File perl-Cache-FastMmap.spec of Package perl-Cache-FastMmap

#
# spec file for package perl-Cache-FastMmap
#
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%define cpan_name Cache-FastMmap
Name:           perl-Cache-FastMmap
Version:        1.57
Release:        0
License:        Artistic-1.0 OR GPL-1.0-or-later
Summary:        Uses an mmap'ed file to act as a shared memory interprocess cache
URL:            https://metacpan.org/release/%{cpan_name}
Source0:        https://cpan.metacpan.org/authors/id/R/RO/ROBM/%{cpan_name}-%{version}.tar.gz
Source1:        cpanspec.yml
BuildRequires:  perl
BuildRequires:  perl-macros
BuildRequires:  perl(Test::Deep)
Requires:       perl(Test::Deep)
%{perl_requires}

%description
In multi-process environments (eg mod_perl, forking daemons, etc), it's
common to want to cache information, but have that cache shared between
processes. Many solutions already exist, and may suit your situation
better:

  * MLDBM::Sync - acts as a database, data is not automatically expired, slow

  * IPC::MM - hash implementation is broken, data is not automatically expired,
slow

  * Cache::FileCache - lots of features, slow

  * Cache::SharedMemoryCache - lots of features, VERY slow. Uses IPC::ShareLite
which freeze/thaws ALL data at each read/write

  * DBI - use your favourite RDBMS. can perform well, need a DB server running.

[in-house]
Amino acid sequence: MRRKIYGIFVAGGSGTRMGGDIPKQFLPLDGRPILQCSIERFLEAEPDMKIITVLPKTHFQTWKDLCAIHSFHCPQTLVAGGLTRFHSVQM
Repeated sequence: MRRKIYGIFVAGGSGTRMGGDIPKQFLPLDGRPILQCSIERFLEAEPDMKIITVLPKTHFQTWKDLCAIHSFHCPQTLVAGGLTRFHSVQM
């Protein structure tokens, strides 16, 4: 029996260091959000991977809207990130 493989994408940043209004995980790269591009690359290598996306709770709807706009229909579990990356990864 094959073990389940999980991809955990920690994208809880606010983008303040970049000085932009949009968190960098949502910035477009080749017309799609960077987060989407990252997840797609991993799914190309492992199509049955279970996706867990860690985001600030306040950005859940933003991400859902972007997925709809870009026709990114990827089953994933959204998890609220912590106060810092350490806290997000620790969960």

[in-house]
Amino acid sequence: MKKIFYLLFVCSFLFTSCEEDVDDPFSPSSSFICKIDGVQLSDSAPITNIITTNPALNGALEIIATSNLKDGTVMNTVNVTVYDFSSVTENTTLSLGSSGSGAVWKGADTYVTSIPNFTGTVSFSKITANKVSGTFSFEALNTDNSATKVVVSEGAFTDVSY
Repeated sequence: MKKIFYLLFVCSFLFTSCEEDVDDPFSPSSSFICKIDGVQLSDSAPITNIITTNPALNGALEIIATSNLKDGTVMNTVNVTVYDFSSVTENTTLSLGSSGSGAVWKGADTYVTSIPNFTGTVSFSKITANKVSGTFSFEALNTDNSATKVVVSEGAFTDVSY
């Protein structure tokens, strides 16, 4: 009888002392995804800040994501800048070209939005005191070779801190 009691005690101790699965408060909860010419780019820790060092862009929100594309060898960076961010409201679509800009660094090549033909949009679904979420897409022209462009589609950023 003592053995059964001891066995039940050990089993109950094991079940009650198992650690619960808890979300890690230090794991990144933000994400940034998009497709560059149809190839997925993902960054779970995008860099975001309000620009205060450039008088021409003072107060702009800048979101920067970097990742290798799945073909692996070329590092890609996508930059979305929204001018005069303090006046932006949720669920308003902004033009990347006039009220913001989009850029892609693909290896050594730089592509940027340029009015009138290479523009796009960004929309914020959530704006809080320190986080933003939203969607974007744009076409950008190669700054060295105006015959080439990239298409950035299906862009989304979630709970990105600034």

very global. socket connection latency

  * Cache::Mmap - similar to this module, in pure perl. slows down with larger
pages

  * BerkeleyDB - very fast (data ends up mostly in shared memory cache) but
acts as a database overall, so data is not automatically expired

In the case I was working on, I needed:

  * Automatic expiry and space management

  * Very fast access to lots of small items

  * The ability to fetch/store many items in one go

Which is why I developed this module. It tries to be quite efficient
through a number of means:

  * Core code is written in C for performance

  * It uses multiple pages within a file, and uses Fcntl to only lock a page at
a time to reduce contention when multiple processes access the cache.

  * It uses a dual level hashing system (hash to find page, then hash within
each page to find a slot) to make most 'get()' calls O(1) and fast

  * On each 'set()', if there are slots and page space available, only the slot
has to be updated and the data written at the end of the used data space.
If either runs out, a re-organisation of the page is performed to create
new slots/space which is done in an efficient way

The class also supports read-through, and write-back or write-through
callbacks to access the real data if it's not in the cache, meaning that
code like this:

  my $Value = $Cache->get($Key);
  if (!defined $Value) {
    $Value = $RealDataSource->get($Key);
    $Cache->set($Key, $Value)
  }

Isn't required, you instead specify in the constructor:

  Cache::FastMmap->new(
    ...
    context => $RealDataSourceHandle,
    read_cb => sub { $_[0]->get($_[1]) },
    write_cb => sub { $_[0]->set($_[1], $_[2]) },
  );

And then:

  my $Value = $Cache->get($Key);

  $Cache->set($Key, $NewValue);

Will just work and will be read/written to the underlying data source as
needed automatically.

%prep
%autosetup  -n %{cpan_name}-%{version}

%build
perl Makefile.PL INSTALLDIRS=vendor OPTIMIZE="%{optflags}"
%make_build

%check
make test

%install
%perl_make_install
%perl_process_packlist
%perl_gen_filelist

%files -f %{name}.files
%doc Changes README

%changelog
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